Hungarian Government Marks Holocaust as Jewish Group Boycotts

Hungary’s government marked the 70th anniversary of the Holocaust as the country’s largest Jewish group boycotted official commemorations for what they called an effort to whitewash responsibility in the events.

Hungarian President Janos Ader and Deputy Prime Minister Tibor Navracsics were among those to pay their respects by a monument in downtown Budapest, the state news service MTI reported today. The memorial, depicting bronze shoes scattered on the Danube bank, is a reminder of Hungary’s Nazi-allied authorities killing Jews on the river’s edge. More than 500,000 Hungarians, mostly Jews, were killed in the Holocaust, according to the Budapest-based Holocaust Memorial Center.

“We don’t consider the Holocaust a matter of a distant European country, but a part of Hungarian history,” Zoltan Pokorni, a ruling-party lawmaker, said at the commemoration, according to MTI. “The murderers were Hungarian and the victims were Hungarian too, so this is our matter.”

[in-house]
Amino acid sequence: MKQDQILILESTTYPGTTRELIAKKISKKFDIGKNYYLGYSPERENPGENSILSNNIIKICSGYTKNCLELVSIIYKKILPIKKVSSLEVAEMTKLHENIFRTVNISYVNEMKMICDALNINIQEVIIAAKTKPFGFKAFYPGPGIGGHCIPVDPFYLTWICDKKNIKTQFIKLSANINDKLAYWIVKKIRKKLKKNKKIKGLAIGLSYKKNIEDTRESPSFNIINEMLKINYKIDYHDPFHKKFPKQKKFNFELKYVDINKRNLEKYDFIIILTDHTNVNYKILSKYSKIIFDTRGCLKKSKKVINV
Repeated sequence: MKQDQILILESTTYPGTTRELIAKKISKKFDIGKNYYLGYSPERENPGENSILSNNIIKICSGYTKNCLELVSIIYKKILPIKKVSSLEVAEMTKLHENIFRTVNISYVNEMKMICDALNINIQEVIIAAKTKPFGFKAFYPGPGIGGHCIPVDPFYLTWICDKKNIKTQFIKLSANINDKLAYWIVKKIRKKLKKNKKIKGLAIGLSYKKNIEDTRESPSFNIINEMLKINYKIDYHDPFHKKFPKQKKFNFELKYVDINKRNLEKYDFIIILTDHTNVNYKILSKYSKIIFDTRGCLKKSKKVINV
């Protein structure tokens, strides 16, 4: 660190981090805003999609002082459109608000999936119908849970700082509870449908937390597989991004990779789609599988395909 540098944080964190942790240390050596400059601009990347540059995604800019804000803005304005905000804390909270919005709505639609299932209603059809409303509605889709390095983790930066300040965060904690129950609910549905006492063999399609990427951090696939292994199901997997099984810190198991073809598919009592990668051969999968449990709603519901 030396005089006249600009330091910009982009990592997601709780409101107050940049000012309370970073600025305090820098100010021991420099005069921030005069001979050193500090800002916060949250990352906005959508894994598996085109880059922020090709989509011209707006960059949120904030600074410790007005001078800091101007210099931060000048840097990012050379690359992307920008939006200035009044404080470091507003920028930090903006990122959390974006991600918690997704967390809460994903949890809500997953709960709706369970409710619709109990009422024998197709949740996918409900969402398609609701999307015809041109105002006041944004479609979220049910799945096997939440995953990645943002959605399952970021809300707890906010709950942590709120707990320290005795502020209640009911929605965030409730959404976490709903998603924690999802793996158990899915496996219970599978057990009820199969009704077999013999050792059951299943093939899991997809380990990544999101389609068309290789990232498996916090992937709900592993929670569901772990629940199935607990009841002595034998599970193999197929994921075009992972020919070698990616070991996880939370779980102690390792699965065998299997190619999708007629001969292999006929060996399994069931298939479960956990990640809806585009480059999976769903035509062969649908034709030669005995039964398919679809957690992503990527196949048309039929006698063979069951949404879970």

Tensions between the government and Jewish groups rose over the cabinet’s plan to build another monument to commemorate Hungary’s occupation by Nazi Germany in 1944. The statue, which would depict the country as the Archangel Gabriel being swooped down upon by an imperial eagle representing Germany, deflects responsibility by putting Hungarian victims and perpetrators on the same side, according to the Association of Hungarian Jewish Communities, or Mazsihisz.

The group voted in February to boycott state Holocaust commemorations. Orban, re-elected April 6 to a new four-year term, rejected a request by Jewish groups to hold talks about the plan. Construction began days after his victory, sparking daily protests to stop it. The government has said the monument would be dedicated to all victims.

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